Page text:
Saturday, June 11, 2011

Circle Pocket Skirt Tutorial/Pattern/How-To

Welcome to my skirt tutorial!

Here is a HOW-TO for this cute skirt with half-circle pockets:

It features a visible zipper in the back and satin tape finishings:

You will be surprised how simple it is to make this skirt. You can use your own measurements very easily and have a tailored fit - it is well worth the little bit of calculation needed...
However, I also included my measurements for you to have a reference. I wear a European size 34 or 36, a Small, usually.
If there are any questions, please feel free to let me know! I am still learning the art of writing tutorials without too many, yet just enough words!

Materials needed:
  • Shell fabric at least 100 x 120 cm (or 140), better a bit more in length (a little over a yard)
  • lining fabric same amount as shell
  • fusible lining for the waist band
  • a zipper (22cm / 8,5 in)
  • 145 cm (57 in) of wide satin tape (mine is 7 cm / almost 3 in)
  • 220 cm (86 in) narrower satin tape (mine is 2,7 cm / 1 in)
  • 2 x 26 cm (2 x 10 in) BIAS satin tape - I made it myself, it needs to be 5 cm / 2 in total width before the folding
  • matching thread

Take Measurements:

For your reference, I included my measurements in parenthesis

The exact length of the skirt can be decided at a later point, if needed.
  1. Measure your waist (mine: 66 cm/ 26 in)
  2. Decide how wide you want the waist band to be (suggestion: 10 cm/ 4 in)
  3. Measure the width of your hips at the level you have decided for the bottom of the waistband (80cm/32 in)
  4. Measure the widest point of your hips. You need this only as a reference - it should be below the bottom-waistband-measurement! (92 cm/ 36 1/4 in)
  5. Decide how long you want your skirt - you can decide this at a later point, just cut the piece long enough (mine: 44 cm/7 1/4 in, NOT including waist band!)

Make the waist band pattern pieces:

Divide the waist measurement and bottom of waistband measurement into 4 and draw a rhombus like this:

tape together two pieces of paper, line the two pattern pieces up with the taped sides like this:

Trace the two pattern pieces. Now round off the sharp angles and straight lines, maintaining the width of the waistband along the whole width! Theoretically, you only need to do this on one side, but it is easier to make a nice shape if you go over both sides. Then choose which side looks nicer, fold the paper along the taped edges and cut out on the better side (this way, you will have a symmetrical shape).

You should now walk the new shape to be sure the measurements have not changed dramatically. It will have gotten just a tiny little bit longer, due to the curve. I admit: I forgot to walk it and got lucky - it fits perfectly anyway... If you should have a big difference from your original measurement, you made the curve too wide. Either change the curve and make it flatter, or add/subtract from the waistband side.
The taped line is the grainline. This is the pattern for the front waistband. For the back, you need two separate halves, so you just fold it in half along the taped sides and voilà, your back waist band pattern is finished!

This does NOT include seam allowances.

Cut fusible lining for all the waist pieces, NOT using an allowance at the top, but on the sides and bottom. (I used a slightly narrower one at the bottom (1 cm instead of 1,5 cm, which is about 3/8 in), so that I can later stitch exactly along that line when I fold the satin tape around it):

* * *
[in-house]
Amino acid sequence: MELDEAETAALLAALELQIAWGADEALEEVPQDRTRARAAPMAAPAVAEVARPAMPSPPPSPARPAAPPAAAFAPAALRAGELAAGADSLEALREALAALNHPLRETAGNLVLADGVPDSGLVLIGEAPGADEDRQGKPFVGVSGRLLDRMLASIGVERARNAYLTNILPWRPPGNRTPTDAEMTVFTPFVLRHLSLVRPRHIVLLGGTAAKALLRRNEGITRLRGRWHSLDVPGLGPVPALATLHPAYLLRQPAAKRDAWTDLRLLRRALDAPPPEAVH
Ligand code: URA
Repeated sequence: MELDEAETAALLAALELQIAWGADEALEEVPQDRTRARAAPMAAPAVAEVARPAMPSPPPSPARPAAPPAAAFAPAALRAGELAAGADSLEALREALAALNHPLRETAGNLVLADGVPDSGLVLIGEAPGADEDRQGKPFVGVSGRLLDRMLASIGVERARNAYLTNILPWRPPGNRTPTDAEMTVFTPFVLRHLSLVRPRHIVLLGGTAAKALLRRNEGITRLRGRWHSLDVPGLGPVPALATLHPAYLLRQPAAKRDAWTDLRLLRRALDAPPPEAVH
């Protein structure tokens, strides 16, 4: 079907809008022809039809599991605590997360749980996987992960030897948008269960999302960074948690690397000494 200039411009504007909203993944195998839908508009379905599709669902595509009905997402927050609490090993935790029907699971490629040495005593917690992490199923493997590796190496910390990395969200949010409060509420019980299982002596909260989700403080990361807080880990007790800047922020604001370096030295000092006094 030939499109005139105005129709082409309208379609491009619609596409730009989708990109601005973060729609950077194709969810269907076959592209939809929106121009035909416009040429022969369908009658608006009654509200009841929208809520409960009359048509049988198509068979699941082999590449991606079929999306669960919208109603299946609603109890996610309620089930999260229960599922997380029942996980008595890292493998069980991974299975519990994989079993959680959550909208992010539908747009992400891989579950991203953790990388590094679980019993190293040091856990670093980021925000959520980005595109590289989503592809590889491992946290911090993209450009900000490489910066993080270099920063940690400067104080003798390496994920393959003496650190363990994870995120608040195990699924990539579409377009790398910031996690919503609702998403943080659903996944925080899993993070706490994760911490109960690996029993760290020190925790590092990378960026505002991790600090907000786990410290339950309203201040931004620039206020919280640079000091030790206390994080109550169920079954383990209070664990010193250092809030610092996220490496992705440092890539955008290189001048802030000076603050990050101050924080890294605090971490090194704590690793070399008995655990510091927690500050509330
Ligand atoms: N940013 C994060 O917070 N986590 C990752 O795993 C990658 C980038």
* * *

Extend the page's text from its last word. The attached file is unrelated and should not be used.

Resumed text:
Iron the fusible lining pieces to the lining fabric as well as the fashion fabric and cut out. It makes a nice, stable waist band and a good base for your visible zipper.

Make the skirt pattern piece:

Next you will make the skirt piece. It is a rectangle, simple as that! I decided that I want my skirt to be 140 cm (56 in.) total width at the hem (all the way around the hem). We will draw a fourth of the skirt piece, so it has to be 35 cm (14 in.) wide. Now you look at your bottom waist-band measurement. Mine was 80 cm (32 in), take a fourth of that: 20 cm (8 in). So now you know that the top of your skirt piece rectangle has to be taken in 15 cm (6 in) - per each fourth of the skirt - to fit the waistband. Since this divides so well into three, I decided to make three pleats of 5 cm (2 in) PER QUARTER skirt piece. I distributed them evenly over the width - remember that this is half of the front, you will cut it on the fold, so the measurement from the edge to the pleat should only be half the measurement between the pleats. It looks like this:

NOTE: I would probably not make pleats as close to the pockets again next time - they distort them a little bit. So on the front skirt part, maybe only make 4 pleats, or distribute them differently...

The length for my skirt piece is 44 cm (17,5 in), this is only the skirt part, not including the waistband, and also does not yet include seam allowances.

Lay this pattern ON THE FOLD for the front piece, include about 4 cm (1-2 in.) seam allowance for the hem, and a normal allowance for the side and top. I actually just calculated the new numbers including seam allowances and didn't even make a real size paper pattern. It is after all just a rectangle! Don't forget: The back skirt is made of two separate quarters, so include the seam allowance on both sides instead of cutting it on the fold.

This resulted in the following rectangle measurements:
Front piece: a rectangle of 50 cm x 73 cm (19,5 in x 29 in - if you are using 1/2 in seam allowances)
Back pieces: two rectangles of 50 cm x 38 cm (19,5 in x 15 in - if you are using 1/2 in seam allowances).

Then I clipped the markings for the pleats into the fabric (not forgetting to clip the center of each pleat, too, and not forgetting where you added seam allowances on the side seams):

I distributed my pleats evenly over the width, but feel free to play around with it!
 Cut these pieces also in your lining fabric, but only use a normal seam allowance for the hem.

Make the pocket pieces:

Now for the pockets, measure the width of your hand.

 Draw a half circle:
Using the bottom point of the smaller half circle as the new center, draw a second half circle which has to reach OVER the top from the last one by at least one seam allowance:

Cut two pocket pieces like this, and keep the little cut-out half circle, too:

Remember, there is no allowance included yet! Use the little half circle to cut the pocket openings out of your shell front skirt piece on each side, about 7 cm (3 in) below the top. Remember the allowance on the side seam, otherwise there is no allowance needed, you cut right along the half circle:

Cut the pocket lining pieces with seam allowance, again except along the inner half circle, like this:

Cut the two pocket pieces from the shell fabric, or use another fabric to create a special effect! You need to add a seam allowance around the whole piece:

Iron and pin the pleats on all front and back skirt pieces (lining and shell fabric). Make sure the top of the skirt pieces are now the same width as the waist band pieces.

Here are all my pieces cut out:

Shell fabric:
1 front piece with pockets cut out
2 back pieces
2 pocket pieces
1 front waist band - with fusible lining!
2 back waist bands - with fusible lining!

1 front piece NO pockets cut out
2 back pieces
2 pocket pieces with the little circles cut out
1 front waist band - with fusible lining!